Jesus was crucified outside Jerusalem in the April of 30 or 33 CE. He was probably buried in a new kokhim-tomb, with horizontal shelves dug into the rock round a central chamber, each shelf and the chamber itself plugged with a stone.
Within decades, the Jews rebelled twice against the Roman Empire; both times they were defeated and large parts of Jerusalem were destroyed. After the second revolt, the Emperor Hadrian refounded Jerusalem, c.135 CE, as a pagan city. Within a newly walled western area, over a quarry, he built a platform for the city’s principal shrines; one tall shard of natural rock was allowed to rise prominently through its plaza’s pavement.
Two more centuries passed. In 325 Constantine, the first Christian Emperor, ordered Bishop Makarios of Jerusalem to clear these pagan temples from their platform. Makarios reported back: excavating the platform, his workmen had found the tomb of Jesus. Calvary itself was identified as that shard of rock, 20 yards to the south east. At some stage the Empress Helena discovered, as she believed, the cross of Jesus a further 20 yards east of the tomb. All three sites were united in a vast complex of buildings, one of the great churches of Christendom. A rotunda, an imperial mausoleum, was built around the empty tomb; the rock surrounding it was cut away, the tomb itself was enclosed in a central structure or aedicule (‘little house’).
Why should we care? The tomb only matters because Jesus is not there. But the resurrection of Jesus only matters in its turn because he truly lived, died, and was buried. Only two places had been able to contain the uncontainable: his mother’s womb, for nine months; and his grave, for two days. He had left the first, to live among us; he left the second, the cave that we can still visit, to assume God’s power over all creation.
1 Now on the first day of the week Mary Magʹdalene came to the tomb early, while it was still dark, and saw that the stone had been taken away from the tomb. 2 So she ran, and went to Simon Peter and the other disciple, the one whom Jesus loved, and said to them, “They have taken the Lord out of the tomb, and we do not know where they have laid him.” 3 Peter then came out with the other disciple, and they went toward the tomb. 4 They both ran, but the other disciple outran Peter and reached the tomb first; 5 and stooping to look in, he saw the linen cloths lying there, but he did not go in. 6 Then Simon Peter came, following him, and went into the tomb; he saw the linen cloths lying, 7 and the napkin, which had been on his head, not lying with the linen cloths but rolled up in a place by itself. 8 Then the other disciple, who reached the tomb first, also went in, and he saw and believed; 9 for as yet they did not know the scripture, that he must rise from the dead. 10 Then the disciples went back to their homes.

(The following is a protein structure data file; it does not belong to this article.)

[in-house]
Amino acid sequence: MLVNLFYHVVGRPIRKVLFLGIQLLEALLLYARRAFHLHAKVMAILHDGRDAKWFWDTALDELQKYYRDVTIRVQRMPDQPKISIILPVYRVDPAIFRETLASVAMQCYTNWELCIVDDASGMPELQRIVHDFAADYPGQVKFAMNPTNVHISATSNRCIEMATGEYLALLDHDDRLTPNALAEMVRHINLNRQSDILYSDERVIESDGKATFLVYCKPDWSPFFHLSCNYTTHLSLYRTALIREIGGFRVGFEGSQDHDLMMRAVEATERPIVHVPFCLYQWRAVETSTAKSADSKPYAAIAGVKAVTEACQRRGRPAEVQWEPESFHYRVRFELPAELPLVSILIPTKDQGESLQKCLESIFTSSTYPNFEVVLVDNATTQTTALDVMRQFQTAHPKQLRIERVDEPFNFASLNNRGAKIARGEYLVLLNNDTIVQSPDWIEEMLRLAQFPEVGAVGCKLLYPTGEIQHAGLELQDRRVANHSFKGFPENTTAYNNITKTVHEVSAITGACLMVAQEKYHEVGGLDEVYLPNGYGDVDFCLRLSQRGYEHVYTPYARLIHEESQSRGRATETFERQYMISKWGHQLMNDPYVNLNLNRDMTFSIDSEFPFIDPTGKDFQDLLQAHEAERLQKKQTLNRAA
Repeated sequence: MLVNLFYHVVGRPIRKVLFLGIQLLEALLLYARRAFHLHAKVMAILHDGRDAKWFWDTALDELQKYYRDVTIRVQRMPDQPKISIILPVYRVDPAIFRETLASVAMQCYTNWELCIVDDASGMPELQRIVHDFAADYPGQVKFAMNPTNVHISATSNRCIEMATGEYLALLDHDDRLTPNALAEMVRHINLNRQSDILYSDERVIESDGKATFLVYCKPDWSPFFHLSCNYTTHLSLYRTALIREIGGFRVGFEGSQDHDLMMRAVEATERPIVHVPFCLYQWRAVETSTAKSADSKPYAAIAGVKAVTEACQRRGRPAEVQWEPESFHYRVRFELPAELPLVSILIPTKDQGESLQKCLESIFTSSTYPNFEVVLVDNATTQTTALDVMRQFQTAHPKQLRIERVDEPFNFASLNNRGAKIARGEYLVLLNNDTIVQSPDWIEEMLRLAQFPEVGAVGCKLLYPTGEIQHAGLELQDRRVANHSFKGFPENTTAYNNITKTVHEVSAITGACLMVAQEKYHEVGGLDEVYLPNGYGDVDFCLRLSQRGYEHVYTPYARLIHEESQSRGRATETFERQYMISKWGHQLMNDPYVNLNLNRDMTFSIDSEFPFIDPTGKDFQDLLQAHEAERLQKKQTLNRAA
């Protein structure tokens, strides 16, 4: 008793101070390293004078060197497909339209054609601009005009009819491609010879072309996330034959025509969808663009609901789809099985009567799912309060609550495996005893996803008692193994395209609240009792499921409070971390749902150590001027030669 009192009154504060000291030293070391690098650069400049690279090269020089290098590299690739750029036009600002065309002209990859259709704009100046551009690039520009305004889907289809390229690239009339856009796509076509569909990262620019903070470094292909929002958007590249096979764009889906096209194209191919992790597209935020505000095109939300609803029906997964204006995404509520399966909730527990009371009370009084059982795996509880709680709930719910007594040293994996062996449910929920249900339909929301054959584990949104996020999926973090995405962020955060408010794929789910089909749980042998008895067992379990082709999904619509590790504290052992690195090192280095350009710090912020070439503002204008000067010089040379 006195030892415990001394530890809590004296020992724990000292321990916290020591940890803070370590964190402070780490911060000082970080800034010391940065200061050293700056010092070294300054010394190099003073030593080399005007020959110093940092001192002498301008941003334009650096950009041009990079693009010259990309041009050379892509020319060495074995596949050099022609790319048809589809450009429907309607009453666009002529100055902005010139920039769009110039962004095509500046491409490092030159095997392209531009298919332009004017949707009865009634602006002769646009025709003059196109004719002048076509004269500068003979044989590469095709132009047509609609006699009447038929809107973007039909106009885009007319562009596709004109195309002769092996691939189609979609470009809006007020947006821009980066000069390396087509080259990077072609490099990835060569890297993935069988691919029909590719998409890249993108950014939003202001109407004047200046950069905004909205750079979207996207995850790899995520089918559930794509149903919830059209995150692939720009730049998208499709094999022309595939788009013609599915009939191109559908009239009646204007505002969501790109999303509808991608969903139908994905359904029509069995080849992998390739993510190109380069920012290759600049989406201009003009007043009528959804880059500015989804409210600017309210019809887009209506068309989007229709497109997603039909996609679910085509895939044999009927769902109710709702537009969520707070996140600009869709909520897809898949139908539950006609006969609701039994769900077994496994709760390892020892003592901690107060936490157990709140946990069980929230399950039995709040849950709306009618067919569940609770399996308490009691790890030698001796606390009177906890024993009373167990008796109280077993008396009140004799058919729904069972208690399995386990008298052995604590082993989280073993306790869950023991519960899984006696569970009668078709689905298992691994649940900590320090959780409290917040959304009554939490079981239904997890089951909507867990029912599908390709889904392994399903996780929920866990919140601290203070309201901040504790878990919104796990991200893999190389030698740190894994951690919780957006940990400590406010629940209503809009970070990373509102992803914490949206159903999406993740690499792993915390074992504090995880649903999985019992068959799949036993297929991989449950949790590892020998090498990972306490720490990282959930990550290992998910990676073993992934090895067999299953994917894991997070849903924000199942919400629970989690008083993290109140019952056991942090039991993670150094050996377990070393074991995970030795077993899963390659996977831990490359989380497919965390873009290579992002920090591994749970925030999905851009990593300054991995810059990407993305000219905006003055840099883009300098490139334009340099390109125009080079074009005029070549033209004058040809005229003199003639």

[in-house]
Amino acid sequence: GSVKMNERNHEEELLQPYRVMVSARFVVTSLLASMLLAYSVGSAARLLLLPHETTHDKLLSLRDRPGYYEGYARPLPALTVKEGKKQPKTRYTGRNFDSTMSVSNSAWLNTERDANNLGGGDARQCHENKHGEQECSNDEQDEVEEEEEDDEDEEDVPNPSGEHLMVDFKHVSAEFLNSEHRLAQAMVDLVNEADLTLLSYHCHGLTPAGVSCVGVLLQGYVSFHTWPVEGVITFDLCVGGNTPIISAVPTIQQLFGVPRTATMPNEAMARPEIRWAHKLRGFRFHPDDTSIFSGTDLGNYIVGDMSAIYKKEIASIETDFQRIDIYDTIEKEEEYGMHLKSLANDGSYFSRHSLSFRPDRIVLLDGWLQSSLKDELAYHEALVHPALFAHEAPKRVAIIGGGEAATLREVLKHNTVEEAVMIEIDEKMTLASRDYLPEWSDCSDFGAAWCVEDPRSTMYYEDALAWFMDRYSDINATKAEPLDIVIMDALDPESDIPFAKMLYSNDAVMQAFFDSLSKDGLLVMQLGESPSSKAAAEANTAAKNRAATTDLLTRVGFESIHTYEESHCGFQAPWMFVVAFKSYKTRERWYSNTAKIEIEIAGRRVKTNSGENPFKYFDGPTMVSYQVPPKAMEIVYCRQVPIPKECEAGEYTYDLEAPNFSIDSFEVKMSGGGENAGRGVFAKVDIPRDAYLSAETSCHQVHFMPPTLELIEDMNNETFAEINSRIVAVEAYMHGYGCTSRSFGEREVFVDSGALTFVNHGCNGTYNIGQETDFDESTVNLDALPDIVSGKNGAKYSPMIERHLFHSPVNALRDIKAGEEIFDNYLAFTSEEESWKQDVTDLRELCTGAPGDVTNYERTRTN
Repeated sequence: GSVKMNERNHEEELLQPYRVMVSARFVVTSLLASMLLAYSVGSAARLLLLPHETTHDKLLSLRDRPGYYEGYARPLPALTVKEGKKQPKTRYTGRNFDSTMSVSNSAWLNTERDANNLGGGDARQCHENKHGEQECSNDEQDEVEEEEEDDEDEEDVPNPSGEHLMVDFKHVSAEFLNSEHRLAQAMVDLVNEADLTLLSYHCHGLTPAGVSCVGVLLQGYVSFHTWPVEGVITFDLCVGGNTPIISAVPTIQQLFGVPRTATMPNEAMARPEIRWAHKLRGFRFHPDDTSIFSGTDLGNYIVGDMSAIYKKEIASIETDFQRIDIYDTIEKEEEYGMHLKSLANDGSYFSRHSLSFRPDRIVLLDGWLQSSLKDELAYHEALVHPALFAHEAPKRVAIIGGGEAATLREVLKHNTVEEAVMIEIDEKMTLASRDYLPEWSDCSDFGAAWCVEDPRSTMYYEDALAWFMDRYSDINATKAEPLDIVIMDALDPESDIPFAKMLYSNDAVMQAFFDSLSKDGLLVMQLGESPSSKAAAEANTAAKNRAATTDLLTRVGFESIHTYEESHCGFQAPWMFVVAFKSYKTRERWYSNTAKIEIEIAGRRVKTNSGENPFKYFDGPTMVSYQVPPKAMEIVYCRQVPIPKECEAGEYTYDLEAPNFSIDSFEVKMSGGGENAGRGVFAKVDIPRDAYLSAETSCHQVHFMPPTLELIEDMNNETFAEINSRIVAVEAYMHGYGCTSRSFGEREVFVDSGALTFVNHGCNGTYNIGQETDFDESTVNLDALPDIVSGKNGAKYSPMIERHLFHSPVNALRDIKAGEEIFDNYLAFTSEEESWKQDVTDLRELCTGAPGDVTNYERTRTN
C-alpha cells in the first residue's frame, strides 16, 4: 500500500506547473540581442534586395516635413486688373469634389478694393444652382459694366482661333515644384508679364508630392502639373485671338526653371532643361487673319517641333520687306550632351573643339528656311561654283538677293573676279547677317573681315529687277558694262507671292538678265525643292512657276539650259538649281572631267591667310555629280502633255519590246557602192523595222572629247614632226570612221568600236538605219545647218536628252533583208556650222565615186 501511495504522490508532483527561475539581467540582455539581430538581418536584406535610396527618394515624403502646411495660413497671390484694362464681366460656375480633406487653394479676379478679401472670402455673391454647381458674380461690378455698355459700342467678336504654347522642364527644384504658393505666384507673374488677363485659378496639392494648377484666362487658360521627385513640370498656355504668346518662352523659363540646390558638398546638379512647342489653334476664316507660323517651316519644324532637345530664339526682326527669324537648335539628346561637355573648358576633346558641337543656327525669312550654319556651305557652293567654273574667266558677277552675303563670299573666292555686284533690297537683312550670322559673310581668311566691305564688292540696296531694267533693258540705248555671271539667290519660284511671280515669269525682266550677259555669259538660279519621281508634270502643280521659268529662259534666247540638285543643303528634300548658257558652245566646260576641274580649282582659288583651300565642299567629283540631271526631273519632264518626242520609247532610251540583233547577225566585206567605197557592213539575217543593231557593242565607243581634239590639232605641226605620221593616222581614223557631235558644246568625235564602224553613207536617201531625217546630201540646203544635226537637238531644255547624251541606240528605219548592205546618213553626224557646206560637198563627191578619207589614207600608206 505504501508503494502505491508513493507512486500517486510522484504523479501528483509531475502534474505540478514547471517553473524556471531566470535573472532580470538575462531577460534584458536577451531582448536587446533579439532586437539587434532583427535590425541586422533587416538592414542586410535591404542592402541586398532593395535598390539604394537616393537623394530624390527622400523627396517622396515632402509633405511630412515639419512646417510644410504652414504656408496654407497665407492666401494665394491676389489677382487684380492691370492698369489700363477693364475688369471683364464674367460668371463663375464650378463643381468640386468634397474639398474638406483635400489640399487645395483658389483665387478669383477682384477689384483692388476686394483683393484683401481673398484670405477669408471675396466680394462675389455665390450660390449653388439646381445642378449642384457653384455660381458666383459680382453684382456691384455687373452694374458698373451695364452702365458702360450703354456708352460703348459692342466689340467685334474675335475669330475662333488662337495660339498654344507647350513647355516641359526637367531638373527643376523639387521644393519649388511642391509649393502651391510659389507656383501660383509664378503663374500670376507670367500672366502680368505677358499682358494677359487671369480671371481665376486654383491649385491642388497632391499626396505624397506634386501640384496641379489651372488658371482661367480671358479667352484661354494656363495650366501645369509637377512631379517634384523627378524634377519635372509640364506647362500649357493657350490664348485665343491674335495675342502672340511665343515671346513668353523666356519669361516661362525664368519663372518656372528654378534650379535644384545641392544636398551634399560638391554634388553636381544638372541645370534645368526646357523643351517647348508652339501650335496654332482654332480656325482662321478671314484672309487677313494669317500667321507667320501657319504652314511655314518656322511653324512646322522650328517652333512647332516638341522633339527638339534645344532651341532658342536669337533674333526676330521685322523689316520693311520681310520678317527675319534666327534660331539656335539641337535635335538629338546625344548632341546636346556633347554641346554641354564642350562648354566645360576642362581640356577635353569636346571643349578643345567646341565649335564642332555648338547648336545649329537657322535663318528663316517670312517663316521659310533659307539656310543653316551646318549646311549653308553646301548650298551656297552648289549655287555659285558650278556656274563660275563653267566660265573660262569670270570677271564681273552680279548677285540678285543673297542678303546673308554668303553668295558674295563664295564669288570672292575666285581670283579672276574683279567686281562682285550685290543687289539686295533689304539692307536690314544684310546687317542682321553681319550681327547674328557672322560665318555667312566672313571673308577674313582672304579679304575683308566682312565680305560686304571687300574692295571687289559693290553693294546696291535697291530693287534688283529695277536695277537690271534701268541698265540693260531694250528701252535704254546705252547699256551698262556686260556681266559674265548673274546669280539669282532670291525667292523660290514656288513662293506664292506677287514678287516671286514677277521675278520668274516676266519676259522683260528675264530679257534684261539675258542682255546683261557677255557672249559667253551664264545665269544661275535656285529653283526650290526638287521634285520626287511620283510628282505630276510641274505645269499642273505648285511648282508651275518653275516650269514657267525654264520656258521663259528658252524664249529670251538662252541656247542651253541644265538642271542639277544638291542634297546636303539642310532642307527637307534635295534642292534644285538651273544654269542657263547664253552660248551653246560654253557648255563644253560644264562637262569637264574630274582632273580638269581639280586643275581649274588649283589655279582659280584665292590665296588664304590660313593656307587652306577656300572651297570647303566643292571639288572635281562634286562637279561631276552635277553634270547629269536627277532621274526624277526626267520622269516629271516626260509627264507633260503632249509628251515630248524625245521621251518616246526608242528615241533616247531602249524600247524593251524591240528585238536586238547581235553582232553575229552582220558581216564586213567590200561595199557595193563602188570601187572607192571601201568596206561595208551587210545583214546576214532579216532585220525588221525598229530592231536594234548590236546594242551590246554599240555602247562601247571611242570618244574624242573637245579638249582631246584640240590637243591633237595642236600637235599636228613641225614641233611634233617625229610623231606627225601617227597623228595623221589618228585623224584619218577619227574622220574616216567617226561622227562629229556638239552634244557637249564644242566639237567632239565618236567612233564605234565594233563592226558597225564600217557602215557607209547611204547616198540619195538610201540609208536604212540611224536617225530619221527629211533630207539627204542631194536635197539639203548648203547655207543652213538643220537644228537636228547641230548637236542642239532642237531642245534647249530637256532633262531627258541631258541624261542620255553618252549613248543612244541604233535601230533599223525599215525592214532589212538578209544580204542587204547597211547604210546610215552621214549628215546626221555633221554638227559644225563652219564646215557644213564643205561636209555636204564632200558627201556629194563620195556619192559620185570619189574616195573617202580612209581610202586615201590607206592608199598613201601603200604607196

11 But Mary stood weeping outside the tomb, and as she wept she stooped to look into the tomb; 12 and she saw two angels in white, sitting where the body of Jesus had lain, one at the head and one at the feet. 13T hey said to her, “Woman, why are you weeping?” She said to them, “Because they have taken away my Lord, and I do not know where they have laid him.” 14 Saying this, she turned round and saw Jesus standing, but she did not know that it was Jesus. 15 Jesus said to her, “Woman, why are you weeping? Whom do you seek?” Supposing him to be the gardener, she said to him, “Sir, if you have carried him away, tell me where you have laid him, and I will take him away.” 16Jesus said to her, “Mary.” She turned and said to him in Hebrew, “Rab-boʹni!” (which means Teacher).